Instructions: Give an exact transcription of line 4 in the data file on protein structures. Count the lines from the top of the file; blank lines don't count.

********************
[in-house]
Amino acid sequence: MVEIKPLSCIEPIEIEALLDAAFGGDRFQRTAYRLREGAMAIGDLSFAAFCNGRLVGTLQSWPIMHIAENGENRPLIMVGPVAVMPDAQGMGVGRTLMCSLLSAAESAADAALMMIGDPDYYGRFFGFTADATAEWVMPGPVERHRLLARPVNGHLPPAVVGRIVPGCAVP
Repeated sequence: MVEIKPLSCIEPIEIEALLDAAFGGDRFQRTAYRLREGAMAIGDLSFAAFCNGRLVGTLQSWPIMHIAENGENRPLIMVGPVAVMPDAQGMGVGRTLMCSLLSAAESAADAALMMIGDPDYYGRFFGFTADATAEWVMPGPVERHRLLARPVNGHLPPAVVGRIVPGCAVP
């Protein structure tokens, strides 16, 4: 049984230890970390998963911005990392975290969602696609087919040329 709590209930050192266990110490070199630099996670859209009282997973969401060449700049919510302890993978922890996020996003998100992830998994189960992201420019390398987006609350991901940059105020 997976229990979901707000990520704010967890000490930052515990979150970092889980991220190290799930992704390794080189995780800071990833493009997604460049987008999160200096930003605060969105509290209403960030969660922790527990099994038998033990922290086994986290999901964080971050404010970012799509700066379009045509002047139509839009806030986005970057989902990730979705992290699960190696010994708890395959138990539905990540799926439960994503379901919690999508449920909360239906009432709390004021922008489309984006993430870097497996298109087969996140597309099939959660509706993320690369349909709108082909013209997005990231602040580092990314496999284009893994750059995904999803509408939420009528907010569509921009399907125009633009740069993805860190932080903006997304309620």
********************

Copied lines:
């Protein structure tokens, strides 16, 4: 049984230890970390998963911005990392975290969602696609087919040329 709590209930050192266990110490070199630099996670859209009282997973969401060449700049919510302890993978922890996020996003998100992830998994189960992201420019390398987006609350991901940059105020 997976229990979901707000990520704010967890000490930052515990979150970092889980991220190290799930992704390794080189995780800071990833493009997604460049987008999160200096930003605060969105509290209403960030969660922790527990099994038998033990922290086994986290999901964080971050404010970012799509700066379009045509002047139509839009806030986005970057989902990730979705992290699960190696010994708890395959138990539905990540799926439960994503379901919690999508449920909360239906009432709390004021922008489309984006993430870097497996298109087969996140597309099939959660509706993320690369349909709108082909013209997005990231602040580092990314496999284009893994750059995904999803509408939420009528907010569509921009399907125009633009740069993805860190932080903006997304309620």